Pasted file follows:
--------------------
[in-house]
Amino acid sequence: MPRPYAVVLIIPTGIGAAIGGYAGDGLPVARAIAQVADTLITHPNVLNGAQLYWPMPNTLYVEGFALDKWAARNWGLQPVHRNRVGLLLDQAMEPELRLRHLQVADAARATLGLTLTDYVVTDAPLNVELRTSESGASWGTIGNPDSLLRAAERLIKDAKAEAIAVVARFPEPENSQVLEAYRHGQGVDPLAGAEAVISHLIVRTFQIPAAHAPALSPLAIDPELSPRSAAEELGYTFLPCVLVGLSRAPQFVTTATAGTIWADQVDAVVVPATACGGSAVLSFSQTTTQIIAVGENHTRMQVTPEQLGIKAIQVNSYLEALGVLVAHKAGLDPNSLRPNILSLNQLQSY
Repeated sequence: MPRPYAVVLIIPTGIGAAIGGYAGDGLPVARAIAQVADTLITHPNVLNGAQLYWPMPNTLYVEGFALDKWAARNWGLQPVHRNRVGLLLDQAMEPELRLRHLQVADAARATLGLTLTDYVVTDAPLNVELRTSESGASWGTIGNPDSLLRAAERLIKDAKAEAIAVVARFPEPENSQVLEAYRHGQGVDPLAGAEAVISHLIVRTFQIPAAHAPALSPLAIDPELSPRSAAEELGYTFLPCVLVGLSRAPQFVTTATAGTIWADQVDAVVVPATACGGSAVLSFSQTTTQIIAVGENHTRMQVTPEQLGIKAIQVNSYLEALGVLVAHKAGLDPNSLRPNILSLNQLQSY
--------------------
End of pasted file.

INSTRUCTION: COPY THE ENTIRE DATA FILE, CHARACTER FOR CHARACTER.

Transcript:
[in-house]
Amino acid sequence: MPRPYAVVLIIPTGIGAAIGGYAGDGLPVARAIAQVADTLITHPNVLNGAQLYWPMPNTLYVEGFALDKWAARNWGLQPVHRNRVGLLLDQAMEPELRLRHLQVADAARATLGLTLTDYVVTDAPLNVELRTSESGASWGTIGNPDSLLRAAERLIKDAKAEAIAVVARFPEPENSQVLEAYRHGQGVDPLAGAEAVISHLIVRTFQIPAAHAPALSPLAIDPELSPRSAAEELGYTFLPCVLVGLSRAPQFVTTATAGTIWADQVDAVVVPATACGGSAVLSFSQTTTQIIAVGENHTRMQVTPEQLGIKAIQVNSYLEALGVLVAHKAGLDPNSLRPNILSLNQLQSY
Repeated sequence: MPRPYAVVLIIPTGIGAAIGGYAGDGLPVARAIAQVADTLITHPNVLNGAQLYWPMPNTLYVEGFALDKWAARNWGLQPVHRNRVGLLLDQAMEPELRLRHLQVADAARATLGLTLTDYVVTDAPLNVELRTSESGASWGTIGNPDSLLRAAERLIKDAKAEAIAVVARFPEPENSQVLEAYRHGQGVDPLAGAEAVISHLIVRTFQIPAAHAPALSPLAIDPELSPRSAAEELGYTFLPCVLVGLSRAPQFVTTATAGTIWADQVDAVVVPATACGGSAVLSFSQTTTQIIAVGENHTRMQVTPEQLGIKAIQVNSYLEALGVLVAHKAGLDPNSLRPNILSLNQLQSY